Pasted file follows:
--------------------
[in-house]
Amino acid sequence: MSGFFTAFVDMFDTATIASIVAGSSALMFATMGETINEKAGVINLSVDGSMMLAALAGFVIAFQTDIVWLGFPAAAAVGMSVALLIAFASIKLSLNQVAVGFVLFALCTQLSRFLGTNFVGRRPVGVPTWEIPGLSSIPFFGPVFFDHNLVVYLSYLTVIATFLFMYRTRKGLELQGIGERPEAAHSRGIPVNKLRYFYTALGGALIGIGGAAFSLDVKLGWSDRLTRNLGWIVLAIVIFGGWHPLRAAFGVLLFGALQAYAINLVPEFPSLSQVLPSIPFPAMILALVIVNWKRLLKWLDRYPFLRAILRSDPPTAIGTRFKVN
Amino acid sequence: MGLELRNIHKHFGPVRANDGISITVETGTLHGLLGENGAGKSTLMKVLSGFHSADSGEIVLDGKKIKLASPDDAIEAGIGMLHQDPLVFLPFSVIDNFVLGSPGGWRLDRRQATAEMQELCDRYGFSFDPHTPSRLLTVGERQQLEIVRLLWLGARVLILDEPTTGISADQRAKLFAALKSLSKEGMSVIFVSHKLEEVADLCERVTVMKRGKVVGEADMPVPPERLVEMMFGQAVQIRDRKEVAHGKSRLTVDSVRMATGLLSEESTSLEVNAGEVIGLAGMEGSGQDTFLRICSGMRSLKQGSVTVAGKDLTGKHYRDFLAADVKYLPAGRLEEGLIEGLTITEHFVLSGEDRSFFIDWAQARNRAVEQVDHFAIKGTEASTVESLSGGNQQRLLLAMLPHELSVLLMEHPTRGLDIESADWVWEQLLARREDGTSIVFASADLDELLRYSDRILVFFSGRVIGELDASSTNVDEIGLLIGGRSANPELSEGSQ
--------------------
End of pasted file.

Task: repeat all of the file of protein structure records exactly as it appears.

[in-house]
Amino acid sequence: MSGFFTAFVDMFDTATIASIVAGSSALMFATMGETINEKAGVINLSVDGSMMLAALAGFVIAFQTDIVWLGFPAAAAVGMSVALLIAFASIKLSLNQVAVGFVLFALCTQLSRFLGTNFVGRRPVGVPTWEIPGLSSIPFFGPVFFDHNLVVYLSYLTVIATFLFMYRTRKGLELQGIGERPEAAHSRGIPVNKLRYFYTALGGALIGIGGAAFSLDVKLGWSDRLTRNLGWIVLAIVIFGGWHPLRAAFGVLLFGALQAYAINLVPEFPSLSQVLPSIPFPAMILALVIVNWKRLLKWLDRYPFLRAILRSDPPTAIGTRFKVN
Amino acid sequence: MGLELRNIHKHFGPVRANDGISITVETGTLHGLLGENGAGKSTLMKVLSGFHSADSGEIVLDGKKIKLASPDDAIEAGIGMLHQDPLVFLPFSVIDNFVLGSPGGWRLDRRQATAEMQELCDRYGFSFDPHTPSRLLTVGERQQLEIVRLLWLGARVLILDEPTTGISADQRAKLFAALKSLSKEGMSVIFVSHKLEEVADLCERVTVMKRGKVVGEADMPVPPERLVEMMFGQAVQIRDRKEVAHGKSRLTVDSVRMATGLLSEESTSLEVNAGEVIGLAGMEGSGQDTFLRICSGMRSLKQGSVTVAGKDLTGKHYRDFLAADVKYLPAGRLEEGLIEGLTITEHFVLSGEDRSFFIDWAQARNRAVEQVDHFAIKGTEASTVESLSGGNQQRLLLAMLPHELSVLLMEHPTRGLDIESADWVWEQLLARREDGTSIVFASADLDELLRYSDRILVFFSGRVIGELDASSTNVDEIGLLIGGRSANPELSEGSQ